America’s Oil Boom: Shape Up or Ship Out  America’s newfound natural-gas bounty has already sparked arguments over whether or not to export it. Soon, it will be oil’s turn.

(…) U.S. crude-oil exports are heavily restricted. Refined products such as gasoline can be shipped abroad more easily—indeed, the U.S. became a net exporter of these last year for the first time since 1949. (…)

Pressure to export crude oil won’t grow because the U.S. will suddenly no longer need imports. (…)  Rather, it is a matter of logistics.

The rapid increase in onshore U.S. oil output in states such as North Dakota, as well as rising Canadian oil-sands output, has created a glut in the Midwest. As a result, domestic grades sell for less than international benchmarks such as Brent. (…)

While refiners, pipeline operators and rail companies are investing to get these cheaper crudes toward markets like the East Coast, the current logistical setup still favors the Gulf of Mexico coast. This region is home to almost half of U.S. refining capacity. Gulf Coast refineries are running flat out already. Moreover, many are set up for a world in which the U.S. imported lots of heavy, high-sulfur crude oil, whereas much of the output from expanding onshore fields is light and low-sulfur or “sweet.”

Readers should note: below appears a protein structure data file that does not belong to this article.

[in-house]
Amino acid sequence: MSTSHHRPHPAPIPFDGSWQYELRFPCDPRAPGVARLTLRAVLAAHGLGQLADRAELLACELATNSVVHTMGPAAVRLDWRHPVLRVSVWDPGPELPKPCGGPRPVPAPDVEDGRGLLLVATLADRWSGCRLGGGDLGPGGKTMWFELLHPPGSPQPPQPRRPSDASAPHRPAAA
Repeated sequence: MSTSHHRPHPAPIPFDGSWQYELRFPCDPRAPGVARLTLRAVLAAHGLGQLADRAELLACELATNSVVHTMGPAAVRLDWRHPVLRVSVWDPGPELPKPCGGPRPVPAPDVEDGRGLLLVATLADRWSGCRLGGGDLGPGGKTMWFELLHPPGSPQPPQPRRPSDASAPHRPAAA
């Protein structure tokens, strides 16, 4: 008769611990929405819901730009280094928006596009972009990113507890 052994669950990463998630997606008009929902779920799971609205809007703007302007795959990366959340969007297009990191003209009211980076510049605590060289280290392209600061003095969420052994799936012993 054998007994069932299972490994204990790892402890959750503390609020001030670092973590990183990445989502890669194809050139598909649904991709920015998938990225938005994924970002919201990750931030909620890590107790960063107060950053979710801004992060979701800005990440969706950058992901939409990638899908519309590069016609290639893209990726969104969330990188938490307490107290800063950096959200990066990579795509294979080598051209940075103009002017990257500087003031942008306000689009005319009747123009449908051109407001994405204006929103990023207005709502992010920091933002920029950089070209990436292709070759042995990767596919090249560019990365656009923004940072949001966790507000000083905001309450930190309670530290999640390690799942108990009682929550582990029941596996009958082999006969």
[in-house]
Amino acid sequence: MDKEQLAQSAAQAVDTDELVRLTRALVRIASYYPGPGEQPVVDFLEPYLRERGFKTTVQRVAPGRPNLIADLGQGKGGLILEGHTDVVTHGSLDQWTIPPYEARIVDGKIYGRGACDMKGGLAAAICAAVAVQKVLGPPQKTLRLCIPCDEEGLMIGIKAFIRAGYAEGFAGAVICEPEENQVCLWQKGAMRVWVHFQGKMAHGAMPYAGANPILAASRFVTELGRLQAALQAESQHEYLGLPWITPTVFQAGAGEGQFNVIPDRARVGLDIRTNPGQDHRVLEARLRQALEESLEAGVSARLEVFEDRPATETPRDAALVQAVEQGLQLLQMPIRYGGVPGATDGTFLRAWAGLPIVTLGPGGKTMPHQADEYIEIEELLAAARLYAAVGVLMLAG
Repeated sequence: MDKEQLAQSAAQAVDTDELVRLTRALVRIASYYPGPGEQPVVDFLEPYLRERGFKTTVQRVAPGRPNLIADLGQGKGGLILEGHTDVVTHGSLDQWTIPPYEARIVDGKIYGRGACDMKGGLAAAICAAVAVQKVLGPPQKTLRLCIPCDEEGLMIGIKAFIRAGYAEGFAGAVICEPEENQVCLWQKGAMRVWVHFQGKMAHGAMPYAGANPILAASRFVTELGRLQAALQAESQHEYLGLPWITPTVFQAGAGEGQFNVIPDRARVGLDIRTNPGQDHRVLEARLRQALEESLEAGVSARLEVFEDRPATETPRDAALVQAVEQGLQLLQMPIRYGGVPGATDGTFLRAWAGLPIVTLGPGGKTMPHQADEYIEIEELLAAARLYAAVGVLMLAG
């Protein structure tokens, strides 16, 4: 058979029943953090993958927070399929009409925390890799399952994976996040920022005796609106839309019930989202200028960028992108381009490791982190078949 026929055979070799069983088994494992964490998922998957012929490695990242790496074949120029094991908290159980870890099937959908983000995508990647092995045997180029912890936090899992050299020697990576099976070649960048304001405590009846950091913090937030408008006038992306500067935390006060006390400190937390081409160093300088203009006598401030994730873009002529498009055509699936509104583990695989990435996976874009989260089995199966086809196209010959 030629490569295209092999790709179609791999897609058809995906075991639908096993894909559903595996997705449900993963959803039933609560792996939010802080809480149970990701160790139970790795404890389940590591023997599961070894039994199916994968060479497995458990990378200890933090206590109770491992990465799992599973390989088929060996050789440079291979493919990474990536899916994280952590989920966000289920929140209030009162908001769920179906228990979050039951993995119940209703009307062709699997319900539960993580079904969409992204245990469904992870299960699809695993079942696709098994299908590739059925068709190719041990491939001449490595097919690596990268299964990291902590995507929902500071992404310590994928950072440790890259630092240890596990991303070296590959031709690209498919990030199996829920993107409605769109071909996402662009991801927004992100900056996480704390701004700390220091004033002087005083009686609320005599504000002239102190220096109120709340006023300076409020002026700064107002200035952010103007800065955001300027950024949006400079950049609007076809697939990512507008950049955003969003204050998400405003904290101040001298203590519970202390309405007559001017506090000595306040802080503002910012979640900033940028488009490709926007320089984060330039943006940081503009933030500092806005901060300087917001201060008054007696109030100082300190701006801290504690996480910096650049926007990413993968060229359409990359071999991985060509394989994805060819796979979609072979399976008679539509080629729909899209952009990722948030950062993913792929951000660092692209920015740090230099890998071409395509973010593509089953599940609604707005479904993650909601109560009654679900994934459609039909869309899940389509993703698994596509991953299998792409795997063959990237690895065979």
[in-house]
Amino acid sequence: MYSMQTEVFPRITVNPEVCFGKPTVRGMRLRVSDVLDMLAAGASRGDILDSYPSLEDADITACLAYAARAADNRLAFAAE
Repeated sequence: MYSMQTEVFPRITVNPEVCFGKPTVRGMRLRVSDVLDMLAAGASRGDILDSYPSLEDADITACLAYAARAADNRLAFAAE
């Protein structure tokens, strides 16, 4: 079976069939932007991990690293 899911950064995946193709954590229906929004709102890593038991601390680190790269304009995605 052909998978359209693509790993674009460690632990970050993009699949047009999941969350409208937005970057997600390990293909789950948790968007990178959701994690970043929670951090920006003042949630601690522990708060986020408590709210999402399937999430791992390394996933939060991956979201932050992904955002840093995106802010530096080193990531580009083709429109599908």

Just under 800,000 barrels a day of light, sweet crude is currently imported to the Gulf Coast for processing, according to analysts at Raymond James. As onshore output of oil increases, these light, sweet imports will be replaced by domestic barrels. Raymond James estimates this will happen by the second half of 2013.

Gulf Coast refiners will tweak their plants to let them use more domestic light, sweet crude. But a growing surplus of these barrels in the Midwest with few easy options to get to market looks unavoidable.

So expect a push by exploration and production companies to ease export restrictions on oil in the same way they are pushing for natural gas. Gas accounts for about two-thirds of the E&P sector’s output. But profits—and stock-price performance—hew more to oil.

Equally, expect the other part of the industry, refiners, to resist. Just as petrochemical firms such as Dow Chemical profit from the glut of domestic gas, refiners able to process cheap domestic crude are enjoying a windfall. Looked at on a rolling three-month average, the premium for gasoline sold in the Gulf Coast region over WTI is around $28 a barrel, close to its highest ever.